"This letter was so far from being a threatening letter," she said, "and the impression it left on me was so far from filling me with fear or aversion, that it was found on my heart, where I had been carrying it for a week, though I had not even let Bernard know that I had received it."
"But you have not yet explained," said the president, "how it was that seven years ago, when your cousin first came to live in your house, you armed yourself with a knife which you used to put under your pillow every night, after having it sharpened as if to defend yourself in case of need."
"In my family," she answered with a blush, "we have a somewhat romantic temperament and a very proud spirit. It is true that I frequently thought of killing myself, because I felt an unconquerable affection for my cousin springing up in me. Believing myself bound by indissoluble ties to M. de la Marche. I would have died rather than break my word, or marry any other than Bernard. Subsequently M. de la Marche freed me from my promise with much delicacy and loyalty, and I no longer thought of dying."
Edmee now withdrew, followed by all eyes and by a murmur of approbation. No sooner had she passed out of the hall than she fainted again; but this attack was without any grave consequences, and left no traces after a few days.
I was so bewildered, so intoxicated by what she had just said, that henceforth I could scarcely see what was taking place around me. Wholly wrapped up in thoughts of my love, I nevertheless could not cast aside all doubts; for, if Edmee had been silent about some of my actions, it was also possible that she had exaggerated her affection for me in the hope of extenuating my faults. I could not bring myself to think that she had loved me before my departure for America, and, above all, from the very beginning of my stay at Sainte-Severe. This was the one thought that filled my mind; I did not even remember anything further about the case or the object of my trial. It seemed to me that the sole question at issue in this chill Areopagus was this: Is he loved, or is he not? For me, victory or defeat, life or death, hung on that, and that alone.
I was roused from these reveries by the voice of Abbe Aubert. He was thin and wasted, but seemed perfectly calm; he had been kept in solitary confinement and had suffered all the hardships of prison life with the resignation of a martyr. In spite, however, of all precautions, the clever Marcasse, who could work his way anywhere like a ferret, had managed to convey to him a letter from Arthur, to which Edmee had added a few words. Authorized by this letter to say everything, he made a statement similar to that made by Patience, and owned that Edmee's first words after the occurrence had made him believe me guilty; but that subsequently, seeing the patient's mental condition, and remembering my irreproachable behaviour for more than six years, and obtaining a little new light from the preceding trial and the public rumours about the possible existence of Antony Mauprat, he had felt too convinced of my innocence to be willing to give evidence which might injure me. If he gave his evidence now, it was because he thought that further investigations might have enlightened the court, and that his words would not have the serious consequences they might have had a month before.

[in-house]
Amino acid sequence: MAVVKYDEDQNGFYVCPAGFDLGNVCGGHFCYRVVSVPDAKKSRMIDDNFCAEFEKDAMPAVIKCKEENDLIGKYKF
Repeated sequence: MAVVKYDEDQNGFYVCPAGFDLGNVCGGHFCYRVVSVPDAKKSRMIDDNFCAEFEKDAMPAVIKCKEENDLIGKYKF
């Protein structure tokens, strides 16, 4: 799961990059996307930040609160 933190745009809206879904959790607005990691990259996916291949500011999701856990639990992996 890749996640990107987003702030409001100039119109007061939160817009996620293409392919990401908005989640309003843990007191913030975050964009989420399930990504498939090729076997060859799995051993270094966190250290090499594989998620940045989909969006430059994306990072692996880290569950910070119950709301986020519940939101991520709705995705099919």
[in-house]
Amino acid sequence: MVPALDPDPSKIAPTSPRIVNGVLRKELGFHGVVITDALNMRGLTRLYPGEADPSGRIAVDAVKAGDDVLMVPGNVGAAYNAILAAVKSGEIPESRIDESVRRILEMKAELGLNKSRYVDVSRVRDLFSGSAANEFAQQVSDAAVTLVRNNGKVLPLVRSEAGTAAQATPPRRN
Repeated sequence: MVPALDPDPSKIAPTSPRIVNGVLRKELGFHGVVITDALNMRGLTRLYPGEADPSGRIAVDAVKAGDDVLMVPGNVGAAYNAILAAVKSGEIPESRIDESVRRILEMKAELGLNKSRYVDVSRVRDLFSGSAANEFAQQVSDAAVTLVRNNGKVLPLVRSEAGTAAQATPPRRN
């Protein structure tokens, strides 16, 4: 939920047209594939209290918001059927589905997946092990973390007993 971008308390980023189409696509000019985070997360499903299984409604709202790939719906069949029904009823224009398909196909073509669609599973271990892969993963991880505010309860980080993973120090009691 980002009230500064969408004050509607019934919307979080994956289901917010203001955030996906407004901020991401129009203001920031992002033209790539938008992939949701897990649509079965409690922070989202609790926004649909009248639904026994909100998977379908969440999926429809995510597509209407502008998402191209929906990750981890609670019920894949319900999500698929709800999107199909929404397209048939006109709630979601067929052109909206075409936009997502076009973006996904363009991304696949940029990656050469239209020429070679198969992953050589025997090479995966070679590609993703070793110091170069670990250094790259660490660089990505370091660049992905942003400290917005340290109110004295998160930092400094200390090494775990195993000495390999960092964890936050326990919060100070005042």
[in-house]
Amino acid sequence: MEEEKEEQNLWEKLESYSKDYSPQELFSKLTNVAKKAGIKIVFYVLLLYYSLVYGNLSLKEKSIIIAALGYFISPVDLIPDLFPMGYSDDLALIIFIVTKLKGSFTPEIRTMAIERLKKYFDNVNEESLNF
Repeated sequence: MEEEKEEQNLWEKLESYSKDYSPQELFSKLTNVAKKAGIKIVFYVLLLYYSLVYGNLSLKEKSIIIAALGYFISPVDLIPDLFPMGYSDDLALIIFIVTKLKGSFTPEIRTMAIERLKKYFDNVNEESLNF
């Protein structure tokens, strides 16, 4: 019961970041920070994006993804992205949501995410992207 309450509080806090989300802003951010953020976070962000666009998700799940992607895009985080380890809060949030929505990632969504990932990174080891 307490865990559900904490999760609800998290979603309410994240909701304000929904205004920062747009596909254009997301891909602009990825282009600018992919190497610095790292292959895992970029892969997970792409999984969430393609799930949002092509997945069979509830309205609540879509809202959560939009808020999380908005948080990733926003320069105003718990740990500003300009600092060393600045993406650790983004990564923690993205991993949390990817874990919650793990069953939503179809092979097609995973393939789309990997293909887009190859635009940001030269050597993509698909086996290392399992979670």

Questioned as to Edmee's feelings for me, he completely destroyed all Mademoiselle Leblanc's inventions, and declared that not only did Edmee love me ardently, but that she had felt an affection for me from the very first day we met. This he affirmed on oath, though emphasizing my past misdeeds somewhat more than Edmee had done. He owned that at first he had frequently feared that my cousin would be foolish enough to marry me, but that he had never had any fear for her life, since he had always seen her reduce me to submission by a single word or a mere look, even in my most boorish days.
The continuation of the trial was postponed to await the results of the warrants issued for the arrest of the assassin. People compared my trial to that of Calas, and the comparison had no sooner become a general topic of conversation than my judges, finding themselves exposed to a thousand shafts, realized very vividly that hatred and prejudice are bad counsellors and dangerous guides. The sheriff of the province declared himself the champion of my cause and Edmee's knight, and he himself escorted her back to her father. He set all the police agog. They acted with vigour and arrested John Mauprat. When he found himself a prisoner and threatened, he betrayed his brother, and declared that they might find him any night at Roche-Mauprat, hiding in a secret chamber which the tenant's wife helped him to reach, without her husband's knowledge.